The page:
My hunting buddy Mike and I were keen to get away on a Chital deer hunt.  Originally that was going to be mid to late January, but other commitments arose that required some delay.

A heat wave of record breaking proportions was predicted in mid February, our first chance to get away on that planned hunt.  We considered that and decided to go ahead with our Chital hunt near Charters Towers and set off last Sunday, the 12th February.

Our reasoning was that the southern heat wave would not reach that far north.  Wrong!  We also figured that we had done many a hot, summer hunt so it could not be much worse than that.  Wrong!

Sunday in FNQ was one of clear blue skies and excellent clarity, despite the heat.  There was very little traffic on highway especially for a Sunday.  We pretty much had the road to ourselves.  We were over four hours into our trip and were less about 1.5 kilometres (1 mile) from our turn off onto the dirt road that would take us to our hunting destination.

Up head, a plume of black smoke suddenly rose up into the air.  We both commented, “That doesn’t look good!”

Within in a few seconds we crested a slight rise and were confronted with the spectacle of a bus, raging on fire, in the middle of the road.  On the side of the road was a man and a dog.  He flagged us down.  We were in the process of stopping anyway.  Mike pulled his 4WD and trailer off the road close to the chap.

Charley was agitated, but with good reason.  His motor home and everything he owned was going up in smoke and he had sustained burns as well.  The skin was hanging from his wrist and he had big blisters on his hands.  His face was red and his beard and hair singed.  I started pouring water on his burns while I quizzed him.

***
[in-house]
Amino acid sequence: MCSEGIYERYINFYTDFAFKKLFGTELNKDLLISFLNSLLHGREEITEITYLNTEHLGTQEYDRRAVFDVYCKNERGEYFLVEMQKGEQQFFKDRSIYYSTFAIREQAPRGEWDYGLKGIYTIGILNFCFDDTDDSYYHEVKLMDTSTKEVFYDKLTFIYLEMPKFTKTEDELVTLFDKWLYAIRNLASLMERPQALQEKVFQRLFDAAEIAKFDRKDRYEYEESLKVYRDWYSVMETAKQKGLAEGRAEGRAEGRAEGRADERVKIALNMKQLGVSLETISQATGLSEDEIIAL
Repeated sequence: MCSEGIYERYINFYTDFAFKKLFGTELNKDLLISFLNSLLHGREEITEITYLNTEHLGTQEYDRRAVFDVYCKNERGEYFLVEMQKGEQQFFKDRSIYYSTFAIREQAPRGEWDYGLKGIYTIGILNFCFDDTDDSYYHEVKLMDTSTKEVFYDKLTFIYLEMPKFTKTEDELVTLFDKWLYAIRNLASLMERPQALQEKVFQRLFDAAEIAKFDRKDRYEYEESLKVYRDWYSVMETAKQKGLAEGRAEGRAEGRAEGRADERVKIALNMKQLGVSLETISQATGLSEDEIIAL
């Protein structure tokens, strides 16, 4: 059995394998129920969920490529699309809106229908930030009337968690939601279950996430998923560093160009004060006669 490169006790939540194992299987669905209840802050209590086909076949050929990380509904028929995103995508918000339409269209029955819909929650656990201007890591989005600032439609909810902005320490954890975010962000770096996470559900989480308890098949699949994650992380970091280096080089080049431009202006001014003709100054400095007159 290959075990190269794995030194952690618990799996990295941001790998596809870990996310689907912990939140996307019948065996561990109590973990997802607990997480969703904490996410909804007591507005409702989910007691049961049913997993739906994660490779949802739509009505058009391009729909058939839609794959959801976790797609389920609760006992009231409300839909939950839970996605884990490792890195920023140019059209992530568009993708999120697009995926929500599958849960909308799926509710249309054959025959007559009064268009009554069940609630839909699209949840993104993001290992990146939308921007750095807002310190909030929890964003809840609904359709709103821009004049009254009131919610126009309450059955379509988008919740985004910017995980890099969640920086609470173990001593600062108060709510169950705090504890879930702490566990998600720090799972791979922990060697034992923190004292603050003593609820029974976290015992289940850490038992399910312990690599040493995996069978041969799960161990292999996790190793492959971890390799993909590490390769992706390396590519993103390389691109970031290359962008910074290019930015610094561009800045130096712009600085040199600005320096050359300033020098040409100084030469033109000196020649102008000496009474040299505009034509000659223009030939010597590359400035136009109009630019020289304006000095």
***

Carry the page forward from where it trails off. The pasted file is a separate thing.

“Are there any other people on board?”

“No, just me and the dog.”

“Is there anything explosive on board?”  I asked that because we were pretty close to the inferno and might need to add to the separation.

“Just a lot of fuel, a couple of gas cylinders and some spray cans.”

Then I just assessed him for confusion and other injuries.  He seemed to be okay other than the burns.  Mike in the mean time had already worked out that there was no phone coverage on the rural highway.  He resorted to the radio.  Quickly, he made contact with the volunteer manning the VKS737 network, the radio channel for Aussie outback travellers.

The duty operator was Robert, based in the Adelaide Hills of South Australia.  Mike explained the nature of the emergency and Robert then made contact with NSW Emergency Services who in turn re-routed him to Queensland Emergency Services.  It turned out that Robert was a qualified Paramedic, recently retired.  He provided some guidance in our first aid to Charley.

We could not expect the emergency services to arrive for at least 45 minutes, given our location, so we just kept pouring water over Charley’s burns.  After about 10 minutes another car pulled up.  The folks had some iced water which was much more comforting for Charley than the rather warn water we had.  After some discussion with Robert on the radio we decided it would be best for those folks to take Charley back a few kilometres to where there was a creek and sit him in the water until the ambulance arrived.

Meantime, Charley’s bus had become a raging inferno.  Fuel tanks, gas cylinders, spray cans and the bus tyres were exploding and adding to the pyre.  A few other vehicles had pulled up.  The burning bus was in a low spot in the road, right in the middle of a culvert over a deep gully.  The various drivers gathered in a group as the burning bus raged a cloud of dense black smoke into the sky.

We all faced pretty much the same dilemma.  With the road blocked, it would be at least a four hour detour to get around the burning bus.  Luckily, one of the vehicles was a semi pulling a float with a grader on board.  After a quick chat, the two young fellows belonging to the grader unloaded the grader and cut a quick detour over the deep erosion gully.

By the time emergency services arrived, the ambulance first, then shortly later the fire brigade, a quick 40 minutes after initial contact, vehicles were bypassing the burning bus.

It was a spectacular, and delayed, start to our hunting trip.